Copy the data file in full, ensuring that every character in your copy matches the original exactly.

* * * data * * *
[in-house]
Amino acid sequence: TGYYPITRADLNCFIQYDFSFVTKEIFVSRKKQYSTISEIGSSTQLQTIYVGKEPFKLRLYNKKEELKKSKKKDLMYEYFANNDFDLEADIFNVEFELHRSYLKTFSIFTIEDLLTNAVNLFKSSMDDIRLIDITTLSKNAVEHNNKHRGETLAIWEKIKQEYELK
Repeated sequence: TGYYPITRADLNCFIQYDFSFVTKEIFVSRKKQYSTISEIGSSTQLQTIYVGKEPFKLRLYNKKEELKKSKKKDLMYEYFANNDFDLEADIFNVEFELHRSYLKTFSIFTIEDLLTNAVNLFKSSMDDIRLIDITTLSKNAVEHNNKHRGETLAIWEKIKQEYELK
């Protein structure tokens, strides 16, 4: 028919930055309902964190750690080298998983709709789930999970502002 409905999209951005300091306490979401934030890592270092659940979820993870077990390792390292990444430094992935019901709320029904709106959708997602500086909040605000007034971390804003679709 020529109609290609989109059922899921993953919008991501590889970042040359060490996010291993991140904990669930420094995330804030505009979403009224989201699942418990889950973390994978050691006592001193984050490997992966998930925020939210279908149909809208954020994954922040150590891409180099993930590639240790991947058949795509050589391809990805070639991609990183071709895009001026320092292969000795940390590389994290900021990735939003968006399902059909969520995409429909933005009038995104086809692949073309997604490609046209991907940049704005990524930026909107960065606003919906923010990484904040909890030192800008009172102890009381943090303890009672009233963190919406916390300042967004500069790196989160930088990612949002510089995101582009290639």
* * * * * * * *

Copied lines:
[in-house]
Amino acid sequence: TGYYPITRADLNCFIQYDFSFVTKEIFVSRKKQYSTISEIGSSTQLQTIYVGKEPFKLRLYNKKEELKKSKKKDLMYEYFANNDFDLEADIFNVEFELHRSYLKTFSIFTIEDLLTNAVNLFKSSMDDIRLIDITTLSKNAVEHNNKHRGETLAIWEKIKQEYELK
Repeated sequence: TGYYPITRADLNCFIQYDFSFVTKEIFVSRKKQYSTISEIGSSTQLQTIYVGKEPFKLRLYNKKEELKKSKKKDLMYEYFANNDFDLEADIFNVEFELHRSYLKTFSIFTIEDLLTNAVNLFKSSMDDIRLIDITTLSKNAVEHNNKHRGETLAIWEKIKQEYELK
């Protein structure tokens, strides 16, 4: 028919930055309902964190750690080298998983709709789930999970502002 409905999209951005300091306490979401934030890592270092659940979820993870077990390792390292990444430094992935019901709320029904709106959708997602500086909040605000007034971390804003679709 020529109609290609989109059922899921993953919008991501590889970042040359060490996010291993991140904990669930420094995330804030505009979403009224989201699942418990889950973390994978050691006592001193984050490997992966998930925020939210279908149909809208954020994954922040150590891409180099993930590639240790991947058949795509050589391809990805070639991609990183071709895009001026320092292969000795940390590389994290900021990735939003968006399902059909969520995409429909933005009038995104086809692949073309997604490609046209991907940049704005990524930026909107960065606003919906923010990484904040909890030192800008009172102890009381943090303890009672009233963190919406916390300042967004500069790196989160930088990612949002510089995101582009290639």